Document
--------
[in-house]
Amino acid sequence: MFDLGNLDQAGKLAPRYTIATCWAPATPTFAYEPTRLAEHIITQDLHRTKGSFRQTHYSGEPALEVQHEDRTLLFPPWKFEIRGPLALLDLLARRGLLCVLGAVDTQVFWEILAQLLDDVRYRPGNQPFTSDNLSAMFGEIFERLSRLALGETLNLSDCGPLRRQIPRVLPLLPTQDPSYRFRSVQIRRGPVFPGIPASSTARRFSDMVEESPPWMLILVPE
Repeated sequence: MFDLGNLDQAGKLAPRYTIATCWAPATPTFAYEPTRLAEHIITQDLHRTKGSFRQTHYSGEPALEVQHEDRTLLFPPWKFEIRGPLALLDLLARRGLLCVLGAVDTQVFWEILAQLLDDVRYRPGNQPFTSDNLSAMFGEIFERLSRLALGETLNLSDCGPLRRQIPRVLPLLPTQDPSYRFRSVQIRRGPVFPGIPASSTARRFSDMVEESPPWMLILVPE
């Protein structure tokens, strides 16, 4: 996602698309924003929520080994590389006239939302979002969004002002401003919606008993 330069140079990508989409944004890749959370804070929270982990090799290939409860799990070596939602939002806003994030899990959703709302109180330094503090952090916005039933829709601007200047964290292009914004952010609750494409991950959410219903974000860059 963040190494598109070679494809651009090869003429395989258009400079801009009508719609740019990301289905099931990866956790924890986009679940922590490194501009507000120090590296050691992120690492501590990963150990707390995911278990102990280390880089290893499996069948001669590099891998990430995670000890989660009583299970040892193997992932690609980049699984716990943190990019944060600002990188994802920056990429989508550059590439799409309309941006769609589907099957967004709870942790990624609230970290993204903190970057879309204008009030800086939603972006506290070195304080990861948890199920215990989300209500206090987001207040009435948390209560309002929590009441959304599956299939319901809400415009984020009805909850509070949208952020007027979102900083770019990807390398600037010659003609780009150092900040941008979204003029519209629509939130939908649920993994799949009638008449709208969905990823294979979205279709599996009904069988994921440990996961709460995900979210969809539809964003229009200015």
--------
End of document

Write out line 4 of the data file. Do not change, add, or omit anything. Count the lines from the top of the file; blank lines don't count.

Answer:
């Protein structure tokens, strides 16, 4: 996602698309924003929520080994590389006239939302979002969004002002401003919606008993 330069140079990508989409944004890749959370804070929270982990090799290939409860799990070596939602939002806003994030899990959703709302109180330094503090952090916005039933829709601007200047964290292009914004952010609750494409991950959410219903974000860059 963040190494598109070679494809651009090869003429395989258009400079801009009508719609740019990301289905099931990866956790924890986009679940922590490194501009507000120090590296050691992120690492501590990963150990707390995911278990102990280390880089290893499996069948001669590099891998990430995670000890989660009583299970040892193997992932690609980049699984716990943190990019944060600002990188994802920056990429989508550059590439799409309309941006769609589907099957967004709870942790990624609230970290993204903190970057879309204008009030800086939603972006506290070195304080990861948890199920215990989300209500206090987001207040009435948390209560309002929590009441959304599956299939319901809400415009984020009805909850509070949208952020007027979102900083770019990807390398600037010659003609780009150092900040941008979204003029519209629509939130939908649920993994799949009638008449709208969905990823294979979205279709599996009904069988994921440990996961709460995900979210969809539809964003229009200015």